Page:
Ontario DriveTest centres reopen with ‘limited services’

Published On June 23, 2020 | By Anukul Thakur | COVID-19, News
Anukul Thakur

DriveTest centres in Ontario reopened on Monday morning for the first time in three months. And staff were inundated with eager motorists wanting their licences.

All DriveTest centres were closed on March 23 to limit the spread of COVID-19.

Jaylynn Jones, a 19-year-old Humber student, waited for four hours Tuesday until she could take her G1 exam. She said the physical distancing measures (that have been) implemented inside the DriveTest centre are good.

“It’s very good, it’s organized. They have sections for people and they only allow four people per line to keep us apart,” Jones said, who passed her test.

The Ministry of Transportation announced all 56 full-time centres will be offering limited services in the light of the ongoing pandemic.

The DriveTest centres are expected to resume full-services by September following a phased-in approach to reopening as laid out by the Ontario government. The ministry said the gradual approach ensures strict protocols are in place to prevent the spread of COVID-19.



In the first phase of reopening, the DriveTest centres will offer G1 and M1 knowledge tests, driver’s license exchanges, commercial driver’s license applications and upgrades, and commercial road tests at 28 locations across the province.

The Ontario government extended the validity of all Ontario driver’s license indefinitely until further notice for Ontario drivers whose licenses expired on or after March 1.

In written responses to questions from Humber News on Tuesday, the spokesperson for the Ministry of Transportation said no one will lose their license as a result of COVID-19.

G1 Test Taker Jaylynn Jones
Humber student Jaylynn Jones smiles for the camera after clearing her G1 examination. (Anukul Thakur)

“DriveTest will require visitors to wear their own face covering and complete a health screening questionnaire prior to entry into the building,” wrote Lee Alderson, senior issues advisor with the Ministry of Transportation, in an email.

Alderson said the first phase addresses the backlog and demand for G1 and M1 tests and to ensure commercial road tests are available to support the movement of goods across the province.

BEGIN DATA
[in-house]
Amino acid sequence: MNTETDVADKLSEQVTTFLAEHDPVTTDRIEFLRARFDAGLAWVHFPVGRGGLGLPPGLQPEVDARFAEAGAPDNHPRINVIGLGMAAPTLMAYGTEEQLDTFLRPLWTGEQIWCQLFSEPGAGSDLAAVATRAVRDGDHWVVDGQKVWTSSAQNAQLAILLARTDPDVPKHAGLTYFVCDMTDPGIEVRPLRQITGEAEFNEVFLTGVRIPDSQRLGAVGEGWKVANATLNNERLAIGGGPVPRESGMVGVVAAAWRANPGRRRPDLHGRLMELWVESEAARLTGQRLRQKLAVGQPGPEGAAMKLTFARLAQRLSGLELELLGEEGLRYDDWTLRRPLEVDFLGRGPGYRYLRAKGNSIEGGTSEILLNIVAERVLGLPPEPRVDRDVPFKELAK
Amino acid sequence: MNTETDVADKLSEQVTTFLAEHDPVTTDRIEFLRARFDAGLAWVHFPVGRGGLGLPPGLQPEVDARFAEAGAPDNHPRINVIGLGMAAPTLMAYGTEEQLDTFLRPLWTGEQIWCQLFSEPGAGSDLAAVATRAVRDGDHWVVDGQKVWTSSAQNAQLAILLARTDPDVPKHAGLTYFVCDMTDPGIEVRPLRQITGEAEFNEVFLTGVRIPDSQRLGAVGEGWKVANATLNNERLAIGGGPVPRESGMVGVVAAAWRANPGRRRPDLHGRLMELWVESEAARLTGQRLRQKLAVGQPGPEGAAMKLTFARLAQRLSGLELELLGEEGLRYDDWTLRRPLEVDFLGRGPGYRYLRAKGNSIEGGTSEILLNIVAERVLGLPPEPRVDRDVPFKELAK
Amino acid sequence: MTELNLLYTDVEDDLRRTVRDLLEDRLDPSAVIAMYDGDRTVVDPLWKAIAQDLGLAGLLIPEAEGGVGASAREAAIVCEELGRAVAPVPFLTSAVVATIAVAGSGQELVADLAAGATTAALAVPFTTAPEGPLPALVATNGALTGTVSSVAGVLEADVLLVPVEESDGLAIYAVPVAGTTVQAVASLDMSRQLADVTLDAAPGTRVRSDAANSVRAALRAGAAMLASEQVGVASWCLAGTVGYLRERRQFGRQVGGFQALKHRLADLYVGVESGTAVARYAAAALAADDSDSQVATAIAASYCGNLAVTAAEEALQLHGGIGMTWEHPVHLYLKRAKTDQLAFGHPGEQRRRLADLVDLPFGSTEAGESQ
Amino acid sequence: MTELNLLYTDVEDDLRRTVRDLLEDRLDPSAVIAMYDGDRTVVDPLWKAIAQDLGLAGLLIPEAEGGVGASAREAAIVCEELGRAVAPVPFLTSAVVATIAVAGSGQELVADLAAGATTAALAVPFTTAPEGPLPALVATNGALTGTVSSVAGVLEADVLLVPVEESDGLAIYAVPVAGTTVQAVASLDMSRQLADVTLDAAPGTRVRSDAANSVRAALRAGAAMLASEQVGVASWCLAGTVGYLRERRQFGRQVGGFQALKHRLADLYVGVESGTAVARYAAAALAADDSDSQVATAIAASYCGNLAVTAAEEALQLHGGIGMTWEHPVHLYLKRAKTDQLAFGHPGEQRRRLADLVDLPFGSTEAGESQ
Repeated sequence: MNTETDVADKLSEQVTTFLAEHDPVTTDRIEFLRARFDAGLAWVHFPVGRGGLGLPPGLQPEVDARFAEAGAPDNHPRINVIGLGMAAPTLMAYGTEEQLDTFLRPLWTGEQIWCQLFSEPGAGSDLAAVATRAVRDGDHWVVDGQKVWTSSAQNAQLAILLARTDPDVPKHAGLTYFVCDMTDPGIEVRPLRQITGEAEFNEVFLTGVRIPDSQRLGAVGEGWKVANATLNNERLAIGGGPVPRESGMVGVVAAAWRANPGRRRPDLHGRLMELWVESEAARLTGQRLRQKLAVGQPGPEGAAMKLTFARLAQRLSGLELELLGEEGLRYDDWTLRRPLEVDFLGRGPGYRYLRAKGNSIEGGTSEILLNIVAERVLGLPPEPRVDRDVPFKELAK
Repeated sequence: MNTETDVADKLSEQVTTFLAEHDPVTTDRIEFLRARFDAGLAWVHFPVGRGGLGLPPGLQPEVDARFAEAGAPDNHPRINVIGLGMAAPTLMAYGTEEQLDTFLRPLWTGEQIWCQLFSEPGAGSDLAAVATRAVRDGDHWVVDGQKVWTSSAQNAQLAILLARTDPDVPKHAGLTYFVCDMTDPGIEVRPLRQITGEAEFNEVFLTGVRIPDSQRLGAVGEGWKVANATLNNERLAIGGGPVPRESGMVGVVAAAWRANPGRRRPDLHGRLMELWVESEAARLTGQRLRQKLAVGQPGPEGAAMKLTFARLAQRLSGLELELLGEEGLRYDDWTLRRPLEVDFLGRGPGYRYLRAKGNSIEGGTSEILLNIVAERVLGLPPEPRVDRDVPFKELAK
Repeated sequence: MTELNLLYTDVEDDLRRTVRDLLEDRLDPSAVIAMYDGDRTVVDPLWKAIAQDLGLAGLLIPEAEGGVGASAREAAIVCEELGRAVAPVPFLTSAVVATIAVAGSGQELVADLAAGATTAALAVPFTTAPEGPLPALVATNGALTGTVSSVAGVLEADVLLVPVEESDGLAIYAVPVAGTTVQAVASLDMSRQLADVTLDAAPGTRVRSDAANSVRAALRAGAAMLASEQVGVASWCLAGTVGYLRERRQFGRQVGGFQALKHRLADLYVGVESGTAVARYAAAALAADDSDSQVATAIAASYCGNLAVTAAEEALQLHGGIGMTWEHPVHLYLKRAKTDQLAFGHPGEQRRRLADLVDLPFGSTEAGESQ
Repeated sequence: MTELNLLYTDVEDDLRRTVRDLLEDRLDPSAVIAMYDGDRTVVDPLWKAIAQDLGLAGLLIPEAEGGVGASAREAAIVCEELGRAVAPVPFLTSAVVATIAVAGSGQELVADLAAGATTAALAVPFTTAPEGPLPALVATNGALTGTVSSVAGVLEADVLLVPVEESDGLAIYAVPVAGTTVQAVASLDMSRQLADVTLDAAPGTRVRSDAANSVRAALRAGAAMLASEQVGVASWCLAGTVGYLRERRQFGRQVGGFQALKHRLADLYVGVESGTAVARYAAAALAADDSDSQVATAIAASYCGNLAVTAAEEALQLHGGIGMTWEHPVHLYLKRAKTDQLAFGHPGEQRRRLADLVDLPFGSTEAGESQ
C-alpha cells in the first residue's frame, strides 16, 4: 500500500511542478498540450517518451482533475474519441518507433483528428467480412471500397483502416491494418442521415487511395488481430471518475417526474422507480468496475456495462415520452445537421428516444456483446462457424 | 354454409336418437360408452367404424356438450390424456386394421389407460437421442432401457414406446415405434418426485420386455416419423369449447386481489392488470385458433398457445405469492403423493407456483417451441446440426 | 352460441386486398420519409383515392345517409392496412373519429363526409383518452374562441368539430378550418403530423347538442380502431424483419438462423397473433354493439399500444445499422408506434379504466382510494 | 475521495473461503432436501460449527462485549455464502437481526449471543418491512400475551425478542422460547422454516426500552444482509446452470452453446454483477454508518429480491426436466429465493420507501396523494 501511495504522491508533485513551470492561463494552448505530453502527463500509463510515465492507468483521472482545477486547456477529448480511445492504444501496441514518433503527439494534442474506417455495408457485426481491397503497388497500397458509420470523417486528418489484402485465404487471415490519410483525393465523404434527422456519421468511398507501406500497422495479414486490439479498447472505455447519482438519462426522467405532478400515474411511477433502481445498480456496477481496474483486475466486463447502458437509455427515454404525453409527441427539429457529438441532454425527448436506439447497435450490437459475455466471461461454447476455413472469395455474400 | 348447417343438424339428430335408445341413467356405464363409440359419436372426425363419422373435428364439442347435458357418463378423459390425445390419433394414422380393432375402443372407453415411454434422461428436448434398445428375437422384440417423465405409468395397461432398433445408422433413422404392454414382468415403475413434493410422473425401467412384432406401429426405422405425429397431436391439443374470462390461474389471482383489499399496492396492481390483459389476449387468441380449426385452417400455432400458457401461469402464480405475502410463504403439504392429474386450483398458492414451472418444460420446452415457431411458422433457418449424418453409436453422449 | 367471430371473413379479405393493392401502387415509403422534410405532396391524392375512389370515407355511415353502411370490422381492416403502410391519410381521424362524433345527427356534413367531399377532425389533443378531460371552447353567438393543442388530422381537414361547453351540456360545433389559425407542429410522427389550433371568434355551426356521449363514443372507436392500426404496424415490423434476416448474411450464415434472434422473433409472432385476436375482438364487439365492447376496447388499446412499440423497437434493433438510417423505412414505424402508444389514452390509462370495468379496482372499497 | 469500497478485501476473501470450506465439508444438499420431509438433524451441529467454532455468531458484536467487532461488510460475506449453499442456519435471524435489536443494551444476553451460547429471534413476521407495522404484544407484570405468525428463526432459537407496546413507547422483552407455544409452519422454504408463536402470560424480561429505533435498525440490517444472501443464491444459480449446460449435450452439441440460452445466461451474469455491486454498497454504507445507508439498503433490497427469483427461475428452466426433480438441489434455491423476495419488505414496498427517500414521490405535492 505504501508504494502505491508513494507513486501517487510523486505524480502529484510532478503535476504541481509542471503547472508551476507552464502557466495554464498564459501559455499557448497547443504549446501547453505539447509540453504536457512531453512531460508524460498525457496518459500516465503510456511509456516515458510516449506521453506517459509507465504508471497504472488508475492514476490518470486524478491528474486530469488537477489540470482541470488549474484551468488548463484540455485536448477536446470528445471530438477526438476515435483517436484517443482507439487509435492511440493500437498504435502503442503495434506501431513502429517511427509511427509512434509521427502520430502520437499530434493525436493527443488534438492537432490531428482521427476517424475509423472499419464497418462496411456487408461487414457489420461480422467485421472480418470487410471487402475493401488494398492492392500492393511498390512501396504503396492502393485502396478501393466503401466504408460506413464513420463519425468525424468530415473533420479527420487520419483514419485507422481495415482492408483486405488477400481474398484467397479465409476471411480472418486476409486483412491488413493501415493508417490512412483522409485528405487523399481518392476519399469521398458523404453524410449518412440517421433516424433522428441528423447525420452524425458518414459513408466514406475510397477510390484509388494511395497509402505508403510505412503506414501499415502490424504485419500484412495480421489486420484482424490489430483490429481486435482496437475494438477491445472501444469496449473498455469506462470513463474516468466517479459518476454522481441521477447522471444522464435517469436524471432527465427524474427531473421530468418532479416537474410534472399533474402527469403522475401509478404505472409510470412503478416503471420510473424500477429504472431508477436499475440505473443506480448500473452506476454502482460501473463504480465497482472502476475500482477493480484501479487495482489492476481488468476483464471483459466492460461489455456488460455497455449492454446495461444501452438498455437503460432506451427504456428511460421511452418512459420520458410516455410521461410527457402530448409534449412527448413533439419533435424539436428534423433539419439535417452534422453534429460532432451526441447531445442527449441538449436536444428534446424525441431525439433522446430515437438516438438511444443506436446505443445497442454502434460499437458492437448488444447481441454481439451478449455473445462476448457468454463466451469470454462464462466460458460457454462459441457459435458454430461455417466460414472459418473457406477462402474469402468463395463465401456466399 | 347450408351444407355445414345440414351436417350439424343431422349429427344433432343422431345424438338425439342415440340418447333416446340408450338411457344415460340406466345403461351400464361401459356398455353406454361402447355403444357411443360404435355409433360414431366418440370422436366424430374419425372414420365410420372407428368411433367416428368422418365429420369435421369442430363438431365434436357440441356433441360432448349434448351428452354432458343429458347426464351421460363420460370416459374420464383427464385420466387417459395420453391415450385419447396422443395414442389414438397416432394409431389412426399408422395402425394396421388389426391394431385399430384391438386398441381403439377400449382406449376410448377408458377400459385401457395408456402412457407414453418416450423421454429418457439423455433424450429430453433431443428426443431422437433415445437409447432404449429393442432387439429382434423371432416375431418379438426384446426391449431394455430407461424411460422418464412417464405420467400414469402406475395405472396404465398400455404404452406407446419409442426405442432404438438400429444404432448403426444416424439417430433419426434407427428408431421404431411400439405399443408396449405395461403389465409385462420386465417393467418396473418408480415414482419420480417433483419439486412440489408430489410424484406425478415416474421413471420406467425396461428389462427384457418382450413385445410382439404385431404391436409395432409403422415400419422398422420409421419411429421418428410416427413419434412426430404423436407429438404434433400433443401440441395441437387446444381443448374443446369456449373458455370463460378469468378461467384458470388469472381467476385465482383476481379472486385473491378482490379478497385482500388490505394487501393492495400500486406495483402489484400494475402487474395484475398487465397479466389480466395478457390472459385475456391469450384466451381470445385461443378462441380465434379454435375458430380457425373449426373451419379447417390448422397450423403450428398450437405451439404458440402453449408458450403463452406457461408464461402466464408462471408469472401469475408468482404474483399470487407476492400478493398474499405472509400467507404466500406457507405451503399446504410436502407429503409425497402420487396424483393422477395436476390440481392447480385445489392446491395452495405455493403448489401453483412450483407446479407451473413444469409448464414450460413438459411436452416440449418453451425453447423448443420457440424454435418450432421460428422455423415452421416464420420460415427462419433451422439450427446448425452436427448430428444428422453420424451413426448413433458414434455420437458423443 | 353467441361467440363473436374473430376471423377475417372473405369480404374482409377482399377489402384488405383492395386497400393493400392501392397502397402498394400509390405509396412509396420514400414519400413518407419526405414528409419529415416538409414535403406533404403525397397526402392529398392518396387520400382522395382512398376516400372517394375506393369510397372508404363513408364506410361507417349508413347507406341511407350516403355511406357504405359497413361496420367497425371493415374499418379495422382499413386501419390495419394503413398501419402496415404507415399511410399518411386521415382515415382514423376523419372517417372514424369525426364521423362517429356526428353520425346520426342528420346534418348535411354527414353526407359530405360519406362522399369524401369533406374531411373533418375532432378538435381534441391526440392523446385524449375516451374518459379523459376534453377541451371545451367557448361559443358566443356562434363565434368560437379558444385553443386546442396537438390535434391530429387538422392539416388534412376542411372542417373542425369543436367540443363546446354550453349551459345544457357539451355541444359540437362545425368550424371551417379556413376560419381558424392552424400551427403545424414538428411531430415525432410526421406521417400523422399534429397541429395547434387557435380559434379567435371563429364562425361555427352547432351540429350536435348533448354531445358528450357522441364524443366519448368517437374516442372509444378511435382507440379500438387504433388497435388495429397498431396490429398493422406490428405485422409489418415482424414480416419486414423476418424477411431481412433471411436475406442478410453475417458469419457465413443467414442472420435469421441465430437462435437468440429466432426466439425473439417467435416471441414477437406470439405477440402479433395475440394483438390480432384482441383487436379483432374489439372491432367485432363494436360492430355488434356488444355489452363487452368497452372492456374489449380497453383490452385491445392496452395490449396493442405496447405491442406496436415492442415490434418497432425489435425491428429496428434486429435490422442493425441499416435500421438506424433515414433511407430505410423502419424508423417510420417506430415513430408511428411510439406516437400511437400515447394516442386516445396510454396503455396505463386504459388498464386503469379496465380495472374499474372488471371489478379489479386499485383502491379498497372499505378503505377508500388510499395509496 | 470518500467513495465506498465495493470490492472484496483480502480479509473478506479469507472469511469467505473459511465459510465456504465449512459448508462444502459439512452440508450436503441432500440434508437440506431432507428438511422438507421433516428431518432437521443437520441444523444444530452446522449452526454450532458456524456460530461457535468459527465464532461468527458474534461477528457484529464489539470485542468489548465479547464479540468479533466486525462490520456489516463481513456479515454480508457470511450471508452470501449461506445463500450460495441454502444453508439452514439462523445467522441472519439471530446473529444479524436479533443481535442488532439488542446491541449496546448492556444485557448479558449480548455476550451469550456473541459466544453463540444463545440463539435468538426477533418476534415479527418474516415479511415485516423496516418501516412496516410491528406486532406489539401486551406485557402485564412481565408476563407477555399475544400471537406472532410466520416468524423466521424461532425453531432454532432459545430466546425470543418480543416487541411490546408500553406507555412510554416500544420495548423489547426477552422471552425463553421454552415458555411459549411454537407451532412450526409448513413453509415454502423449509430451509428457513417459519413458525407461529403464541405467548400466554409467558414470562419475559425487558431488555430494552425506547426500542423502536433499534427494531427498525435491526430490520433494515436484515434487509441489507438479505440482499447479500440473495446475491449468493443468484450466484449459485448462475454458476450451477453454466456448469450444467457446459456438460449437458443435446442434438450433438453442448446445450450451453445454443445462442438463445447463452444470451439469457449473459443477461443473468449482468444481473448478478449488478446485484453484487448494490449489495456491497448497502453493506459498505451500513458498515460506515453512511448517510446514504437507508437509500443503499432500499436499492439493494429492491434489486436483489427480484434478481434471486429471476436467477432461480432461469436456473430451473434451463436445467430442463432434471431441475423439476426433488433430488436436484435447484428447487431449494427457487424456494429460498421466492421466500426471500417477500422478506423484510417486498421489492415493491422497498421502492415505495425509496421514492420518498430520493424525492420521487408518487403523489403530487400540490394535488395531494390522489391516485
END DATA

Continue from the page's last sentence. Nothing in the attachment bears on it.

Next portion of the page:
The ministry is encouraging people who can wait to get a driver’s license to delay visiting a DriveTest centre. It’s to help maintain physical distancing and reducing crowding of facilities.



The ministry limited customer access to DriveTest centres based on drivers’ birth months to enforce physical distancing and to reduce crowding.

People with birthdays between January and June are allowed this week. People with birthdays between July and December will be attended to in the following week. 

The access to DriveTest services will cycle weekly until full services resume in the fall.

Customers are mandated to wear face masks inside DriveTest centres and during road tests, except for motorcycles, sanitize their hands when entering a DriveTest office and undergo temperature checks prior to road tests.

Physical distancing floor markers, automated door monitors at medium and large sized centres will help direct customers inside DriveTest centres.

A man brought along a chair to help him cope with the long line-up outside Downsview DriveTest centre. (Anukul Thakur)

The ministry said that anyone who is feeling sick, have travelled outside of the country in the last 14 days (exceptions will be made for commercial drivers) or have come in contact with someone who has tested positive for COVID-19 will not be allowed inside the centre.

“Drivers who have a temperature will have their test canceled without penalty,” Alderson said.

All front line DriveTest staff will wear personal protective equipment. The examiners conducting road tests will be equipped with face shields, sanitizers and seat covers.

But the long lineups did cause a few hardships.

Twenty-two-year-old Gurdeep Dhillon, who accompanied his younger brother to the Downsview DriveTest centre, said one would have to spend a full day to get their driving license.

“I was here at 6:30 a.m. in the morning and the line was up the back of the street,” he said.

Dhillon said there were no washrooms provided outside for people waiting in the lines.

“They (should) do something because the pace at which the line is moving is too slow,” Dhillon said.

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